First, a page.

Above: Red snapper ($6.99 per pound): The store’s fish section is self-serve, and you can ask the fishmongers to debone and fry your selection on the spot.
Photos: Nick Murway

Since Chicago’s first outpost of Seafood City—a 35,000-square-foot grocery store dedicated to all things Filipino—opened at 5033 North Elston Avenue in September, the crowds haven’t let up. The aisles are lined with pancit noodles and Spam, the produce section is stocked with purple yams and santol fruit, and there’s always a line at all three in-store fast-food spots. Overwhelmed? We asked Filipino chef Chrissy Camba to help us navigate the market. Here are her top picks.


Bagoong ($4.99)

“A condiment of salted, fermented krill or shrimp. The pink kind tastes like shrimp, but there’s also a brown, cooked kind that’s milder; I love it on fruit.”



Longanisa ($3.59 per pound)

“This sausage caramelizes when cooked because it has so much sugar. It has huge hunks of fat, too. It’s great on rice, which soaks up the juices.”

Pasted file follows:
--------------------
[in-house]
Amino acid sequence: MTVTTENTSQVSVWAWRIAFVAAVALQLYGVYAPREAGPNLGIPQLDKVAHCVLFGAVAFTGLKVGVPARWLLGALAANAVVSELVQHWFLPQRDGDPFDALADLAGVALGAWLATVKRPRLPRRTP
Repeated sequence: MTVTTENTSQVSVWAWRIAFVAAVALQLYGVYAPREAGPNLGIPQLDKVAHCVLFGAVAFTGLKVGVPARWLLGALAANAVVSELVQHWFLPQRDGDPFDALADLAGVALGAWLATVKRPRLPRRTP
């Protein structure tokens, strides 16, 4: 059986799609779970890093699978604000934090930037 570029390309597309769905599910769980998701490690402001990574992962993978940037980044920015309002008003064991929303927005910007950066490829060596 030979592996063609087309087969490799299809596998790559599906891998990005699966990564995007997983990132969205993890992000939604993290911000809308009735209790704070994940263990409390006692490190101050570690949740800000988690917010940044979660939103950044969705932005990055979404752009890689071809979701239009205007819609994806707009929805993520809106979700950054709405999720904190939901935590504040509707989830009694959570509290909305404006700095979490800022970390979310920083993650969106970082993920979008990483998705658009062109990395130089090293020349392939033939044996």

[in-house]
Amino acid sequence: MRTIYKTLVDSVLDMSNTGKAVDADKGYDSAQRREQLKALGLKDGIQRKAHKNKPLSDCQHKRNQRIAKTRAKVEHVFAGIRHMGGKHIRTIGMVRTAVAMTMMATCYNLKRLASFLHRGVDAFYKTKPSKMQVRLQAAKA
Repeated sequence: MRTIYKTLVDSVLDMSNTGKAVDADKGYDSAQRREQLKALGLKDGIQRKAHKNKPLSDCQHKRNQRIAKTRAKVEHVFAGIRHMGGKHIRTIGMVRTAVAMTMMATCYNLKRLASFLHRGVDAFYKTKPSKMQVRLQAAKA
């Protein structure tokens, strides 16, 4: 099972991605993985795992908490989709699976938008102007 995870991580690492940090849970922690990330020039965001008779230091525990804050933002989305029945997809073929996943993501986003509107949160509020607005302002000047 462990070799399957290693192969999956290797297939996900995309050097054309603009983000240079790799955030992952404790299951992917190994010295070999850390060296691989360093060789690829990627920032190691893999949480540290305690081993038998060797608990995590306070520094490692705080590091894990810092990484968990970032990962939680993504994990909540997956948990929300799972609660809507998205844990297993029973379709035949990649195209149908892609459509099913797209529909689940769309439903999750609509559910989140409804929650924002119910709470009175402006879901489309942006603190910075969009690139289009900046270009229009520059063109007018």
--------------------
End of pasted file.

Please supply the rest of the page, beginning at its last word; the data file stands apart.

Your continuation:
Grill City restaurant

“I love the barbecue pork sticks [$2.95]. The pork liempo [$12.95] is also very good: It’s a pork belly that they marinate and grill. When I visit, I always overorder. Everyone does—you’ll see people leave with four bags of food.”


Saba bananas (89 cents per pound)

“My mom’s excited about these. They’re smaller and less sweet than typical bananas. Cut and skewer a ripe one, coat it with brown sugar, and fry it.”


Greenshell mussels

Greenshell mussels ($8.99)

“These are very specific to Filipino cuisine—I don’t think I’ve seen them used elsewhere. They’re bigger and meatier than standard black mussels, and you can’t find them fresh widely, so you have to get them frozen.”


Ice cream

Ice cream ($6.99)

“You never see flavors like these outside the Philippines: buko pandan [young coconut], mango and cashew, corn and cheese. I love the ube-queso flavor—think cheddar cheese on a sweet potato.”


Coconut jam

Coconut jam ($5.39)

“This is a very important condiment. It tastes like caramelized coconut, and you can put it on bread. I put it on anything, actually—ice cream, toast, even cheese. But I usually make my own, with brown sugar and canned coconut milk.”